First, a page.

Guest Post

5 Ethical Fashion Finds Under $100

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One of the most common obstacles I hear about buying ethical fashion is that the price tag is too hefty for many budgets.

It’s easy for bloggers to ‘lose touch’ about how expensive clothes are when we often have bigger-than-normal budgets for clothing and are often gifted items through brand collaborations. The problem with that in the ethical fashion blogging space is that we (I) start presenting ethical fashion as something that may not always seem attainable for everyone.

While I do love following (often higher-priced) independent designers with a passion, I do believe ethical fashion is accessible to many budgets. There are many roads to an ethical closet, including loving and wearing what you already own, and shopping secondhand. But there are times you might be on the hunt for something new, or specific. I share a lot of Everlane on the blog; they’re known for their sleek designs and accessible prices. It’s no secret they’re a favorite of mine (you can see my picks here). But today I wanted to share some items from other brands that I’m loving too.


1 // Mylene V-Neck in Spice, Amour Vert, Made in the USA. $68 – Beautiful and drapey in the most gorgeous color.

2 // Rose Sandal, ABLE, responsibly made in Brazil. $98 – Slip on shoes in the summer are my favorite thing. These would look super cute with faded jeans, any sort of white dress and, of course, cut-offs.

3 // The Clara Blouse in Peach Bloom, Suunday, Made in LA. $86 – I have had this top in my cart more than once. I am a sucker for gauzy fabric and this color.

4 // Sorrento Earrings, ABLE, Made in Nashville, TN, USA. $48 – I’m a sucker for a simple statement earring. I love the color these would add to an outfit, especially my favorite staple, a white t-shirt.

5 // Francoise Stretch Jersey Top, Amour Vert, Made in the USA. $78 – Love this top so much. I plan to buy it when my thrifted version wears out.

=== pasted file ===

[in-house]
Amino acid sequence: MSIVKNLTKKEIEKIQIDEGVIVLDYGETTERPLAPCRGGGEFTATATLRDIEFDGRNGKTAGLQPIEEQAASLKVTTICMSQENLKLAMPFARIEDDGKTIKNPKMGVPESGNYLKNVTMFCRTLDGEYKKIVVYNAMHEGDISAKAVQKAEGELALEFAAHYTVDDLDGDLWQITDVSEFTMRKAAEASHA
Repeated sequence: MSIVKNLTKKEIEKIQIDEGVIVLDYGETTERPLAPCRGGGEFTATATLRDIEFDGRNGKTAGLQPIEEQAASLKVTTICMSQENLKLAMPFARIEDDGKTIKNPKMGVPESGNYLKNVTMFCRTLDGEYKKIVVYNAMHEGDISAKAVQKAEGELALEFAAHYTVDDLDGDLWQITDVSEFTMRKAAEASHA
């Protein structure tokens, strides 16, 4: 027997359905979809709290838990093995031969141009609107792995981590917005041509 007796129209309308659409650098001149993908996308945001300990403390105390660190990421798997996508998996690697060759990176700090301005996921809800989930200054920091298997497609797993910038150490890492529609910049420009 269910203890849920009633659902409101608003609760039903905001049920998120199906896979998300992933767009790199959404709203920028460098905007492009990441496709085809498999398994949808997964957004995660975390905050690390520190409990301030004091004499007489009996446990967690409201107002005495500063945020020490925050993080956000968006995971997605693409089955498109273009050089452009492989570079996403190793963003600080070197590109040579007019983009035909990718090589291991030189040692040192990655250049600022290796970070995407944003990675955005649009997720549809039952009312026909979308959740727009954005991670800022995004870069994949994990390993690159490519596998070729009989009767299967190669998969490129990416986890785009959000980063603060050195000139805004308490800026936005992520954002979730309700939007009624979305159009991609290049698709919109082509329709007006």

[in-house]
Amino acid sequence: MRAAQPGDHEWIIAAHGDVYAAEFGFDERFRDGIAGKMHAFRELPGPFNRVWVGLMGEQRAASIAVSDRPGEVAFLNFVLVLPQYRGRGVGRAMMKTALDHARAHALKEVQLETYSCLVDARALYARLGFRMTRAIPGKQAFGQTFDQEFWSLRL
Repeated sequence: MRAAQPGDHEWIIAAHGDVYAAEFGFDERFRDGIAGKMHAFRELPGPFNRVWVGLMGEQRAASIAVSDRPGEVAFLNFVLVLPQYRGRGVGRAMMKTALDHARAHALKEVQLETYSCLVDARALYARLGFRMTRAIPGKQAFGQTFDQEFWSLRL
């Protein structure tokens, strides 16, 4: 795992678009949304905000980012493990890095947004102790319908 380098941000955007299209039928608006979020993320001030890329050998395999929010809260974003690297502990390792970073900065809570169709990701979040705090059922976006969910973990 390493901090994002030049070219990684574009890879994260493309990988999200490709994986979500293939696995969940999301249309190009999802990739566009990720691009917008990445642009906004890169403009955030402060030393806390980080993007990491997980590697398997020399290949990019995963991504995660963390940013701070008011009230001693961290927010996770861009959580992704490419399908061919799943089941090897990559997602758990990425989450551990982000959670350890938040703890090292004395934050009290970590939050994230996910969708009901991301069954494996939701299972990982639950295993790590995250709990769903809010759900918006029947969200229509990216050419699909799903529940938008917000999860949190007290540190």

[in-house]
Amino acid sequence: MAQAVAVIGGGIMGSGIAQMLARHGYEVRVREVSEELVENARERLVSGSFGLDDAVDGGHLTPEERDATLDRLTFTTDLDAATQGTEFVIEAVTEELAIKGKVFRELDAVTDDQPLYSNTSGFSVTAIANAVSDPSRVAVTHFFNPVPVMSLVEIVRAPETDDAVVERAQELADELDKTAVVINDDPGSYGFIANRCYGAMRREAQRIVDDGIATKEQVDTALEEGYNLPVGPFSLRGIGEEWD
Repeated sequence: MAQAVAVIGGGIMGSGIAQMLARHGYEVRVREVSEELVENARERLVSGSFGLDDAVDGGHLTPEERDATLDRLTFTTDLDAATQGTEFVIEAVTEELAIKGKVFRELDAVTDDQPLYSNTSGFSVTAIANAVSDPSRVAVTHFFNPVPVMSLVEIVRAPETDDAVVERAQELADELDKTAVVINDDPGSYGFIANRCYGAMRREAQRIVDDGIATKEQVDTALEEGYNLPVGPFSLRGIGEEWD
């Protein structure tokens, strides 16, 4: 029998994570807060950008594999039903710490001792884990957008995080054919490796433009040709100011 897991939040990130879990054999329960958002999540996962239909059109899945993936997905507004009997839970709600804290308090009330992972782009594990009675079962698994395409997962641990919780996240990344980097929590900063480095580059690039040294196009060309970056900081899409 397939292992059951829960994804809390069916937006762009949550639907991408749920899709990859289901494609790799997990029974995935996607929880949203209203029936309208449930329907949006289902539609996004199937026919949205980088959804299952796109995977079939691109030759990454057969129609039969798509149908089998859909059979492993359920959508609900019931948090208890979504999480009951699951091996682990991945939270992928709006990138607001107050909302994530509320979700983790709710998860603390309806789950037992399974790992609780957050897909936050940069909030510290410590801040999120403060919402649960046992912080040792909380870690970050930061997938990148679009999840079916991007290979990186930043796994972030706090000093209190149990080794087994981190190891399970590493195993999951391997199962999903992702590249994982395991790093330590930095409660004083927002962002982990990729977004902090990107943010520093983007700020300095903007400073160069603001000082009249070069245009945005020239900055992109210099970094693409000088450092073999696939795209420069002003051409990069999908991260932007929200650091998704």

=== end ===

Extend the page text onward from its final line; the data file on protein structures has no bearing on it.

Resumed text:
This list barely begins to scratch the surface of what’s out there. This compilation is inspired by colors, tones and shapes that I love. For further shopping see my Where to Shop page. Or check out my friend Leah’s.

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Andrea was a panelist at the 2018 Sustainable Fashion Forum. This article was first published on her blog Seasons + Salt. This post contains affiliate links, which means if you see something you like and decide to make a purchase, Seasons + Salt will make a small commission at no extra charge to you.


more on the blog sustainable fashion forum

Everlane ReNew’s the Conscious Consumer

Source: Everlane

Source: Everlane

Plastic is a big problem. The ugly truth: there are 8 billion tons of plastic on the planet. And once it’s made — it stays on the planet forever. After it was reported that our planet has 12 years until we’ll experience catastrophic climate change — I think many of us are searching for a way to combat the issue.

Earlier this month Everlane made headlines when they announced their plans to eliminate all virgin plastic from their supply chain by the year 2021 and later this month, the launch of their first ReNew collection made from 3 million discarded water bottles. In the heart of SOHO in New York City, Everlane launched their collection with an incredible interactive installation — and we were invited!

Everlanes's first ReNew collection consists of men's and women's puffer coats, fleece sweaters, and parkas prices ranging from $55 to $175. According to a release from the brand, the ReNew collection will later launch additional products and within 5 years, 100 million plastic bottles will be recycled through the initiative.

So how does it work?

Plastic waste can be transformed into fibers in 4 easy steps. The process begins by sorting and washing the bottles. From there they are shredded into 1 cm flakes and melted down into molten plastic. The molten plastic is then pressed in long strands that are diced into crystals then reheated and finally spun into yarn or woven. Anywhere between 15-60 water bottles go into the construction of each garment and in true Everlane fashion, each piece contains a bottle count which creates transparency to how much each garment is actually disrupting the industry.

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One cool part about the installation was an interactive component that allowed visitors to access their plastic footprint. It was a real eye opener to analyze the breakdown of our plastic consumption while receiving feasible and inspiring ways to make change— allowing us as consumers to understand the value of our dollar and how easily it is to make conscious purchases.

A sustainable lifestyle doesn’t come easy, nor does it happen overnight. What can you do today as an individual to make a difference? Baby steps— carry a reusable water bottle and bring your own bags to the grocery story. Shop sustainably where you can and know your power as a consumer.

What do you think of Everlane’s ReNew collection and their vow to sustainability? Join the conversation and comment below!